UU Community Church’s Christmas Day Dinner immediately introduced a twist on similar meals: once the drivers returned, they and the other volunteers could eat with dine-in clients. At the other dinners, “It always seemed sad to me that the people would come in to eat, but they would still sit there by themselves,” she explains.
The event blossomed. Families with children signed up for the dinner, and the congregation included a gift with every child’s meal. Church members Deanna Carman and Faye Ferrell formed a toy crew to make sure there was a toy for each child. On a Sunday in December, congregants gathered after church to wrap all the gifts.
As the dinner grew so did the congregation, but with a membership that hovered around eighty, it wasn’t enough to support the Christmas meal demand. “As it grew,” Ferrell says, “we started looking for [community] volunteers.”
By the time the recession hit in 2008, organizers had a routine at the Hendricks County Fairgrounds, whose industrial kitchen and two large halls accommodated the church’s growing culinary brigade. That year, volunteers cooked and delivered roughly 250 dinners. The buffet served several dozen. Seventy-nine children received toys.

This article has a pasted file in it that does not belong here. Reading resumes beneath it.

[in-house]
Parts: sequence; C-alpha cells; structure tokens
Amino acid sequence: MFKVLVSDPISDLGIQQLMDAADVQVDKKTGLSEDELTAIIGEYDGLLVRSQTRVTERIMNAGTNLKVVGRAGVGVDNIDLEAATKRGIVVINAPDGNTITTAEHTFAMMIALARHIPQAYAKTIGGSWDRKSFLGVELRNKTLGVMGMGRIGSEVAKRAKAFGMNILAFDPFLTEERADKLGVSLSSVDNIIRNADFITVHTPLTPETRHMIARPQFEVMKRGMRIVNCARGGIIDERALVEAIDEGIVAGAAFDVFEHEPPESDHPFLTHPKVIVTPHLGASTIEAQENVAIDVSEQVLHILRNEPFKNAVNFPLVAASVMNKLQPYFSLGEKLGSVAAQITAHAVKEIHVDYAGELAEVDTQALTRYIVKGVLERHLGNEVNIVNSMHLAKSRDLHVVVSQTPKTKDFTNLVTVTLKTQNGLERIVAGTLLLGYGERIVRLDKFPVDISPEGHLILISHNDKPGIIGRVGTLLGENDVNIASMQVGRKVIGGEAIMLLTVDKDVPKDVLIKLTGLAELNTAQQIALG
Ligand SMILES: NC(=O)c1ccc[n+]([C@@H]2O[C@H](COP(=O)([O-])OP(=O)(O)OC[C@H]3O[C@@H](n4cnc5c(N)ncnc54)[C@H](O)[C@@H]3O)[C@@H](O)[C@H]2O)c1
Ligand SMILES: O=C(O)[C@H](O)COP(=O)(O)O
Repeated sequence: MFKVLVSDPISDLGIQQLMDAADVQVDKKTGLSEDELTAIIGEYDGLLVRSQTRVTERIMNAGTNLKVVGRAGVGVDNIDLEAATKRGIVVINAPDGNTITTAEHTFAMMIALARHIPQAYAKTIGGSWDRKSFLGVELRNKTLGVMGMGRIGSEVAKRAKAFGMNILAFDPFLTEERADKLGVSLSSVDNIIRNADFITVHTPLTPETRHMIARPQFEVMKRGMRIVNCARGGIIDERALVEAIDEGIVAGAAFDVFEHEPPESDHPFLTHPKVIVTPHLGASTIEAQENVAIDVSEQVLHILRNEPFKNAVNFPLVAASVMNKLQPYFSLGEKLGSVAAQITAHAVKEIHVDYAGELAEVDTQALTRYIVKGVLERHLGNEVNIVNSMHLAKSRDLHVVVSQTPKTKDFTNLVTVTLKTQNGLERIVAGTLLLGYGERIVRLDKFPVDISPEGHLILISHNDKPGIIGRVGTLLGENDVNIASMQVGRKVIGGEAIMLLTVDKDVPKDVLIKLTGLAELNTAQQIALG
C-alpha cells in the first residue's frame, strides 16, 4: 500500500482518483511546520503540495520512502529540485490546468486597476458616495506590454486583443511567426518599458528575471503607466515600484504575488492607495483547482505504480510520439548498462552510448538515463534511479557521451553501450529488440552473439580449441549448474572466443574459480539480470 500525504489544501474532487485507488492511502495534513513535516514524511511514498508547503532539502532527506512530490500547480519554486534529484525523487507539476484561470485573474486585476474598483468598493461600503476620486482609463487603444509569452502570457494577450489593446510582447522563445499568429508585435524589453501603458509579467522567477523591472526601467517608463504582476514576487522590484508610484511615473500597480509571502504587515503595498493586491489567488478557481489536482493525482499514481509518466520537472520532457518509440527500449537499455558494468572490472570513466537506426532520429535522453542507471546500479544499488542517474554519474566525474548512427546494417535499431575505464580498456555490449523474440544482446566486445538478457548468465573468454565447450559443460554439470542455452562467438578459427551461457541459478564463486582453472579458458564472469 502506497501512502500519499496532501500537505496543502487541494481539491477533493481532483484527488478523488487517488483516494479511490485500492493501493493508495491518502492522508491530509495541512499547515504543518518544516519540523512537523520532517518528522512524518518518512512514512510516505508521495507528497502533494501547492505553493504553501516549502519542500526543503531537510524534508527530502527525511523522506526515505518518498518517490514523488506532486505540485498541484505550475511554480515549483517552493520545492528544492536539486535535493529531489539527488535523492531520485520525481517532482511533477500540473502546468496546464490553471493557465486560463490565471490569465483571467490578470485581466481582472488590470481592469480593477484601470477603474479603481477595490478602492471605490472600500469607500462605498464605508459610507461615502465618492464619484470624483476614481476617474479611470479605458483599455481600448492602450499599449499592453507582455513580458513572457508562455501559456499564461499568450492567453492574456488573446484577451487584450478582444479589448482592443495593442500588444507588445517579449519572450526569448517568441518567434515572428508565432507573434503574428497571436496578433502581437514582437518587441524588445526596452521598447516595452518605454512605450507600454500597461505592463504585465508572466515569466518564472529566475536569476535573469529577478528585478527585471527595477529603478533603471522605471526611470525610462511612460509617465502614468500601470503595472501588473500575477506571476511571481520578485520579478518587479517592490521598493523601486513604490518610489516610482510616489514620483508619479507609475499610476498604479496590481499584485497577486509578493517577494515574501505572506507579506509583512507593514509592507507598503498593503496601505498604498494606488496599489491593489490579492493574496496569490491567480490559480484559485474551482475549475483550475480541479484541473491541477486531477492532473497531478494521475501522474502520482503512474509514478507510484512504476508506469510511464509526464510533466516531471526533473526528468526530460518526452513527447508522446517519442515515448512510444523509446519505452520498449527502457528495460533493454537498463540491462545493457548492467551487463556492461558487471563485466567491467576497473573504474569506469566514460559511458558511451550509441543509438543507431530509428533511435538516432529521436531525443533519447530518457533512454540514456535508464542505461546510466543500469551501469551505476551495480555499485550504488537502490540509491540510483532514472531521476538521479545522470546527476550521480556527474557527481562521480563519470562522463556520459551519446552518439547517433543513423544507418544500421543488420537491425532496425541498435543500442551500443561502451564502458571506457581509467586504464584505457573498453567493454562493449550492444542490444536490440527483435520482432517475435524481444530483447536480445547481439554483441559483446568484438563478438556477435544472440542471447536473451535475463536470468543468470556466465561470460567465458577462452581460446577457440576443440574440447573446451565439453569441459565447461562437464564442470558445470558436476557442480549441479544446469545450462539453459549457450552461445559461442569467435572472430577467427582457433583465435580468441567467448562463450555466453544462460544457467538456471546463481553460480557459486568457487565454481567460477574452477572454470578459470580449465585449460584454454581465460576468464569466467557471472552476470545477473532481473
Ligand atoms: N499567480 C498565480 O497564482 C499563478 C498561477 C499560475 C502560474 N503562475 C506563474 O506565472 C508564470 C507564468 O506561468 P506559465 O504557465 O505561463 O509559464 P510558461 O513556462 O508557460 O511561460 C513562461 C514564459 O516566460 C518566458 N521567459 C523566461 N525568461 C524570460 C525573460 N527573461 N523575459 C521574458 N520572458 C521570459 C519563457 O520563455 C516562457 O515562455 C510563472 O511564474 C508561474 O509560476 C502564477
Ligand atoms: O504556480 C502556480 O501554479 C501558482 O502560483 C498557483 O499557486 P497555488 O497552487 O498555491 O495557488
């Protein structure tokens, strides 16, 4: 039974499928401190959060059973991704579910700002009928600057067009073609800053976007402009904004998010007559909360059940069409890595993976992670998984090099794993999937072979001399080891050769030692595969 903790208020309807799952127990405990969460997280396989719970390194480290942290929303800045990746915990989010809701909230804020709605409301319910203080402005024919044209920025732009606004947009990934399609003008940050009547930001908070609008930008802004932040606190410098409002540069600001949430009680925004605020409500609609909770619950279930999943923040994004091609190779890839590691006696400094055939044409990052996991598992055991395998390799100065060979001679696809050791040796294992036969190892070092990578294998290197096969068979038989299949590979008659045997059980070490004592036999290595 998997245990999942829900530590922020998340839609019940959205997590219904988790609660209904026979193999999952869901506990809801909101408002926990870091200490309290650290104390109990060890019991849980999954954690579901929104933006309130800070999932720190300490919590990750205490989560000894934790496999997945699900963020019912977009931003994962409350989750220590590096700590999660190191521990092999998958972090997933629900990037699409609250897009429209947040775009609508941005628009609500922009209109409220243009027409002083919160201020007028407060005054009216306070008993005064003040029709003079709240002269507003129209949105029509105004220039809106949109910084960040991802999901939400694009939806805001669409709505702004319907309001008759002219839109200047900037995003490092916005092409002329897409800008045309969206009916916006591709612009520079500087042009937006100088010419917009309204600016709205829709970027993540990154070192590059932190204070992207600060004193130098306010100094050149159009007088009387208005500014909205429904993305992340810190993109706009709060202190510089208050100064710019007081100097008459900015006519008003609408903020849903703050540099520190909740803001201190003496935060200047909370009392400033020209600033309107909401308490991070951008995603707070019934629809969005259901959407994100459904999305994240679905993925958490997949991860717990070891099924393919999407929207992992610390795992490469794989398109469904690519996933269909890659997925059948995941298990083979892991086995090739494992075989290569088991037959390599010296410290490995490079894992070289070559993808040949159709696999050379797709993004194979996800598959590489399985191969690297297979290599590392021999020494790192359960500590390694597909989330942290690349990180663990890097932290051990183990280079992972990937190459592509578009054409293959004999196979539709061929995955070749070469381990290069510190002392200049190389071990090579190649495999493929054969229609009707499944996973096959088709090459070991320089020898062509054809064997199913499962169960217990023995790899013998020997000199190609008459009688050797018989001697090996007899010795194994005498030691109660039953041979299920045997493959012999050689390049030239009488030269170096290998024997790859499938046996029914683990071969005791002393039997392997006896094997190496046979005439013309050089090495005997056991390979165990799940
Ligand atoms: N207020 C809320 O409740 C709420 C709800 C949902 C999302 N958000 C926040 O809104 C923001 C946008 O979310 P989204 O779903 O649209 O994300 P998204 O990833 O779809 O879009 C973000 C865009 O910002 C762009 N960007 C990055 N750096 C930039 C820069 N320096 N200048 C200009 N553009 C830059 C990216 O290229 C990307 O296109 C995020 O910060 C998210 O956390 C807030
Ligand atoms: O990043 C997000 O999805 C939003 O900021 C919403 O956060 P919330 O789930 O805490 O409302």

Delivered meals rose to more than 500 in 2009, when “we started delivering to homes in more affluent places,” says past Christmas Day Dinner chair Rosie Blankenship. That jump mirrored Hendricks County’s rise in unemployment from 5.9 percent in 2008 to 8.5 percent in 2009. More food went out, but with growing pains. “Everything was late that year,” Blankenship recalls.
Demand for the dinner rose for a few years, peaking in 2012 with 662 delivered meals. “It’s grown a lot, and we’ve had to adjust,” says Community Church founding member Jim Ferrell, who has led Christmas Day Dinner food procurement and preparation for years. “In the early days, we were just winging it.” He has since developed a detailed spreadsheet to help manage it all.